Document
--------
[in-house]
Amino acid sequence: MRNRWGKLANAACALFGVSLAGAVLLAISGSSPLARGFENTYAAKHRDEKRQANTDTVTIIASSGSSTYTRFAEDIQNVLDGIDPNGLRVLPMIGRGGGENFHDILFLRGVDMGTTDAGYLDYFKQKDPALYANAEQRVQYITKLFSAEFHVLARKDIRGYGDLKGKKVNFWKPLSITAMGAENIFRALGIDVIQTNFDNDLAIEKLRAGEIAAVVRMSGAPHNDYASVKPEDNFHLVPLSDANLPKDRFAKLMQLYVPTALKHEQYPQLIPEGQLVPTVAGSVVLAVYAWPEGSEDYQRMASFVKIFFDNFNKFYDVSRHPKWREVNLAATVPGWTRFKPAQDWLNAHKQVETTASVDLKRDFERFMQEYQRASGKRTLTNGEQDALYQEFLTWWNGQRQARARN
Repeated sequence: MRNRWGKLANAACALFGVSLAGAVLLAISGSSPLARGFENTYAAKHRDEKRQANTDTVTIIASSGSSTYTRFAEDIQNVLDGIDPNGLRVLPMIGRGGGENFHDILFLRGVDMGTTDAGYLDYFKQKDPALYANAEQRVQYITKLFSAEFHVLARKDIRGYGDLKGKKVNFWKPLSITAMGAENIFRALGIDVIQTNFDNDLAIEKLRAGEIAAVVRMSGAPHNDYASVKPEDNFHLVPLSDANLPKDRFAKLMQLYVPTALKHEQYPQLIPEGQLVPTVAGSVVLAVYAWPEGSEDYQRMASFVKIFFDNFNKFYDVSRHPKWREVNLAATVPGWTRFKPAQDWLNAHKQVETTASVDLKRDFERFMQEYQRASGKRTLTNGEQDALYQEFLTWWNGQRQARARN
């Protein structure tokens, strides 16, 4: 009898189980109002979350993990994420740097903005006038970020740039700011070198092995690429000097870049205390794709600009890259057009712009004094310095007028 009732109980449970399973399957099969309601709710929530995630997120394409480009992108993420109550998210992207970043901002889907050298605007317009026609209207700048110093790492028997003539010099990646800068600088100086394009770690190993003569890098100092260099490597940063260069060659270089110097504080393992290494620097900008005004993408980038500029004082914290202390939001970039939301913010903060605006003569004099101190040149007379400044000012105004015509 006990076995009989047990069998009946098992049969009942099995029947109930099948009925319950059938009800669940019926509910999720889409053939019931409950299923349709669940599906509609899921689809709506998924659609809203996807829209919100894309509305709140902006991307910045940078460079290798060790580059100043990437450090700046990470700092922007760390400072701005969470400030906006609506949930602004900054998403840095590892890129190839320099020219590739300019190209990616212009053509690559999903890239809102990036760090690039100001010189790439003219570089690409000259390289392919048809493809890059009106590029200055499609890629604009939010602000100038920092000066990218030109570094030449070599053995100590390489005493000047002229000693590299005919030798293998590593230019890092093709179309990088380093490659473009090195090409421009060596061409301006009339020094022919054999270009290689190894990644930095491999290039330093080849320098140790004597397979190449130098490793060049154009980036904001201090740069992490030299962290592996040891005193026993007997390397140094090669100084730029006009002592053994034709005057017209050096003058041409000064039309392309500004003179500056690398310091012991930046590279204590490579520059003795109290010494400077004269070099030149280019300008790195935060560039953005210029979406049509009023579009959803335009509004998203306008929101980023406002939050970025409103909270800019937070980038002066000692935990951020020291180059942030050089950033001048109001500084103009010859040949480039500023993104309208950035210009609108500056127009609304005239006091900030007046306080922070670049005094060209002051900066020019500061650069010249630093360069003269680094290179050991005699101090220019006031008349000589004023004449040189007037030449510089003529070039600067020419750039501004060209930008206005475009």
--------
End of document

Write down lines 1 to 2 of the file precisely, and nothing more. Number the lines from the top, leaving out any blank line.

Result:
[in-house]
Amino acid sequence: MRNRWGKLANAACALFGVSLAGAVLLAISGSSPLARGFENTYAAKHRDEKRQANTDTVTIIASSGSSTYTRFAEDIQNVLDGIDPNGLRVLPMIGRGGGENFHDILFLRGVDMGTTDAGYLDYFKQKDPALYANAEQRVQYITKLFSAEFHVLARKDIRGYGDLKGKKVNFWKPLSITAMGAENIFRALGIDVIQTNFDNDLAIEKLRAGEIAAVVRMSGAPHNDYASVKPEDNFHLVPLSDANLPKDRFAKLMQLYVPTALKHEQYPQLIPEGQLVPTVAGSVVLAVYAWPEGSEDYQRMASFVKIFFDNFNKFYDVSRHPKWREVNLAATVPGWTRFKPAQDWLNAHKQVETTASVDLKRDFERFMQEYQRASGKRTLTNGEQDALYQEFLTWWNGQRQARARN